Rainy days don’t stop Afghans

Shokhi village, Kapisa, Afghanistan - I took this pic today as rains flooded a road in Kapisa province.  (I was thinking this rickshaw wasn’t going to make it, but it did!)
Shokhi village, Kapisa, Afghanistan –
I took this pic today as rains flooded a road in Kapisa province. (I was thinking this rickshaw wasn’t going to make it, but it did!)

It’s been raining a lot lately here in the ‘stan. And, since there are very few paved surfaces here, that means there is a lot of mud and flooding.

We left Morales-Frazier today to inspect some more projects. This meant we had to be outside in the rain for most of the day. (Yes, Mamma, I brought a raincoat.)

While out, I was amazed at how little the weather affected the locals. It seemed like a little rain didn’t bother anyone at all.

Afghans were still out in the rain, doing their thing. Carrying goods to market, plowing their fields (by hand,) and children were even out playing as if the sun was brightly shining.

While standing near a flooded unpaved street, I saw cars and motorcycles navigating through a large puddle of water. (See the picture, above.)

Back in the United States, drivers would never attempt to drive their vehicles through such an obstacle. Maybe because we don’t want our cars to get stuck, or maybe because we can just find another way to travel to get to our destination.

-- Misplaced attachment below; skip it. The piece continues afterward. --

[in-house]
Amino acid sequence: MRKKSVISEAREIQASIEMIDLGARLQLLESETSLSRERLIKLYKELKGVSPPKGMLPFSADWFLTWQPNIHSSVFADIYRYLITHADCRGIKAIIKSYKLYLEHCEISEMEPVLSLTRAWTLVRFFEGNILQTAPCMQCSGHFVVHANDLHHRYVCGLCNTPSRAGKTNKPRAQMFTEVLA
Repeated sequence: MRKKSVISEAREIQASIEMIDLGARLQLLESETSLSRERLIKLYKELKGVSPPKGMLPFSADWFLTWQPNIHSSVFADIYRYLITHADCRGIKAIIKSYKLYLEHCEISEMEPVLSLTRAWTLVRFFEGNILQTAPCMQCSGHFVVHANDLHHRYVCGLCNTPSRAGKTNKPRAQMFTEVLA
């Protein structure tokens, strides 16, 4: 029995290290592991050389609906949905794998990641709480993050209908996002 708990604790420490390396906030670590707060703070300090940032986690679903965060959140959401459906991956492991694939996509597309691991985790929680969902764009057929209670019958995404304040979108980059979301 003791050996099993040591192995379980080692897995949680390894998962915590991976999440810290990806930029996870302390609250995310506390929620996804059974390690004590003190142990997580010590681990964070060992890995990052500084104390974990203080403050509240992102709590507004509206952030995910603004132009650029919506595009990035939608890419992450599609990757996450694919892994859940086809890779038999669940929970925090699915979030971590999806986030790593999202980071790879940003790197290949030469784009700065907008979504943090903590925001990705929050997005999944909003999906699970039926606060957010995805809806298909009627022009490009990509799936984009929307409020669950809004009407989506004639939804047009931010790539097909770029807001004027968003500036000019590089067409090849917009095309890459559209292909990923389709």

But Afghans don’t think that way. (They don’t have that luxury.)

I saw the rickshaw (pictured above,) drive through the deep flood water without hesitation. When he inevitably got stuck (as I suspected he would,) his passengers just instinctively hopped out, rolled up their pants legs, pushed the vehicle out of the water (wearing FLIP-FLOPS,) and continued on.

Impressive.

After thinking about it, I realized that the reason the drivers pushed through the deep water is because they have no choice. There aren’t lots of other streets to take, so this one (flooded) road is the only way to travel. Also, every second they waste trying to avoid the flood water is time they don’t have to find a way to make money or get food for their families. So, when faced with a little bad weather, they just keep pushing on (like we do.)

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